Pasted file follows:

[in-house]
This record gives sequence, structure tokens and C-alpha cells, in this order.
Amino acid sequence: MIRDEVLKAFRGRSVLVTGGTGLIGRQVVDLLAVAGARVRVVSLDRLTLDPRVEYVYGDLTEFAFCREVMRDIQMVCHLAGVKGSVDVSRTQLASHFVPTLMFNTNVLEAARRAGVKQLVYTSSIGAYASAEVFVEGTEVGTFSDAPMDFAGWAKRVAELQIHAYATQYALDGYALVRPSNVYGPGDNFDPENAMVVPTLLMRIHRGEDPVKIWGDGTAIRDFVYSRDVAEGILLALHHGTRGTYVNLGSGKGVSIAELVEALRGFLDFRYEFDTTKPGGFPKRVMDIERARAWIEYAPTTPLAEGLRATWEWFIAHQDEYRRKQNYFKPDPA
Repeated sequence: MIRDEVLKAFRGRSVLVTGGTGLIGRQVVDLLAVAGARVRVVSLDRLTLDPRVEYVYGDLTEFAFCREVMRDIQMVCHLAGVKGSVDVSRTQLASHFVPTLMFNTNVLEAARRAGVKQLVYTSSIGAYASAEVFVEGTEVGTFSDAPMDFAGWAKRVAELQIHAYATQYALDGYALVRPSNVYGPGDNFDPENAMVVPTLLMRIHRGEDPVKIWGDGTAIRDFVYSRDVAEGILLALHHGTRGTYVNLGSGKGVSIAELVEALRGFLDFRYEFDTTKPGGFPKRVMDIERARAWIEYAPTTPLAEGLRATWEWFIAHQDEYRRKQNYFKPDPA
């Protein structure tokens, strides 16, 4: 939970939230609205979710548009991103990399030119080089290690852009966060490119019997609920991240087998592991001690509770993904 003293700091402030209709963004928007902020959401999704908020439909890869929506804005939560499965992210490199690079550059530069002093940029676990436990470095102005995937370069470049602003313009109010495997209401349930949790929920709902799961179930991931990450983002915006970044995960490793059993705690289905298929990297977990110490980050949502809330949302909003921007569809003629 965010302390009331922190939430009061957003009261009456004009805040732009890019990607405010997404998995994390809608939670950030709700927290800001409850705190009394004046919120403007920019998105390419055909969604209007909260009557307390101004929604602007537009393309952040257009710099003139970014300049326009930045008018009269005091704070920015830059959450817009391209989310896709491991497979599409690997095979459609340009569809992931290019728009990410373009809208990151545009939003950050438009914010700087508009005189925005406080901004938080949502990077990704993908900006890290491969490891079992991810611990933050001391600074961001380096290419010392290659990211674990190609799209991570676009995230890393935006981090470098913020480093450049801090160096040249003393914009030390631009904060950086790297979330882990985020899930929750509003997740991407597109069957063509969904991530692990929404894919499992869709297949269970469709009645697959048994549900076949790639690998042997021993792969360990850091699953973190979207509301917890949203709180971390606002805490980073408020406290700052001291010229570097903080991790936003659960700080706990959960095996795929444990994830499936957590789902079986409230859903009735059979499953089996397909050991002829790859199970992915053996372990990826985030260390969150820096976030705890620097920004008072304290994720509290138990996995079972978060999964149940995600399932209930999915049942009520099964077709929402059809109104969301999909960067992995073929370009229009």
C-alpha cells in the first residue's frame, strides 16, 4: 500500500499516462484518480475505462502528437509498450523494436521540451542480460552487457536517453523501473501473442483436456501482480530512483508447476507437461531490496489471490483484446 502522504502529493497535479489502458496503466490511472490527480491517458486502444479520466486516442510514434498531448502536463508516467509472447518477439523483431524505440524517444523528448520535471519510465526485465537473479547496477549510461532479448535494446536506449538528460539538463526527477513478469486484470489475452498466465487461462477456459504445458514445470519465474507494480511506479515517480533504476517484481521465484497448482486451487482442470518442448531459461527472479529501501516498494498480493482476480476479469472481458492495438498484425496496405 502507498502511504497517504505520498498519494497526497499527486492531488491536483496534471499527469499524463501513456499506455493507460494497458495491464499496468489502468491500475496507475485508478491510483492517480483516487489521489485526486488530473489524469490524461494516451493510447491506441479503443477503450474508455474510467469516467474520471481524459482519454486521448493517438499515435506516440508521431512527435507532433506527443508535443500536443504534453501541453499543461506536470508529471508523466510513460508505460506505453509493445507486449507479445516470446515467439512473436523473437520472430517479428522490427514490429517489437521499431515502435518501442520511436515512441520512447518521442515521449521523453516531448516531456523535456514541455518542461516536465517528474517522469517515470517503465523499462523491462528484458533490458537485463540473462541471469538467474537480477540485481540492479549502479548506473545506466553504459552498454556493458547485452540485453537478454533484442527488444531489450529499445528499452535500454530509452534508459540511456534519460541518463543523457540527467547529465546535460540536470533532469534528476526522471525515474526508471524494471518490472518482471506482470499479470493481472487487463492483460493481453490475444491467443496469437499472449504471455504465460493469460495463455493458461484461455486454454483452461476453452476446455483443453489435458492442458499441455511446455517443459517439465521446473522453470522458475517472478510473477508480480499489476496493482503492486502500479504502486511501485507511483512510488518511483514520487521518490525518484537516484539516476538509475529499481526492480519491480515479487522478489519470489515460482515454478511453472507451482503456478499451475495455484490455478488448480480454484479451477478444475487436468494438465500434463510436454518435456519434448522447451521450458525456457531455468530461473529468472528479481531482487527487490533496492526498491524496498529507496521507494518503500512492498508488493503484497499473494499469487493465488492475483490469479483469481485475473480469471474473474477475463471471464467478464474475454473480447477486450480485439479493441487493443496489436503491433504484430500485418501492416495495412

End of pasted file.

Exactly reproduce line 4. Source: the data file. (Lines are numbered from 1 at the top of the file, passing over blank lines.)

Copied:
Repeated sequence: MIRDEVLKAFRGRSVLVTGGTGLIGRQVVDLLAVAGARVRVVSLDRLTLDPRVEYVYGDLTEFAFCREVMRDIQMVCHLAGVKGSVDVSRTQLASHFVPTLMFNTNVLEAARRAGVKQLVYTSSIGAYASAEVFVEGTEVGTFSDAPMDFAGWAKRVAELQIHAYATQYALDGYALVRPSNVYGPGDNFDPENAMVVPTLLMRIHRGEDPVKIWGDGTAIRDFVYSRDVAEGILLALHHGTRGTYVNLGSGKGVSIAELVEALRGFLDFRYEFDTTKPGGFPKRVMDIERARAWIEYAPTTPLAEGLRATWEWFIAHQDEYRRKQNYFKPDPA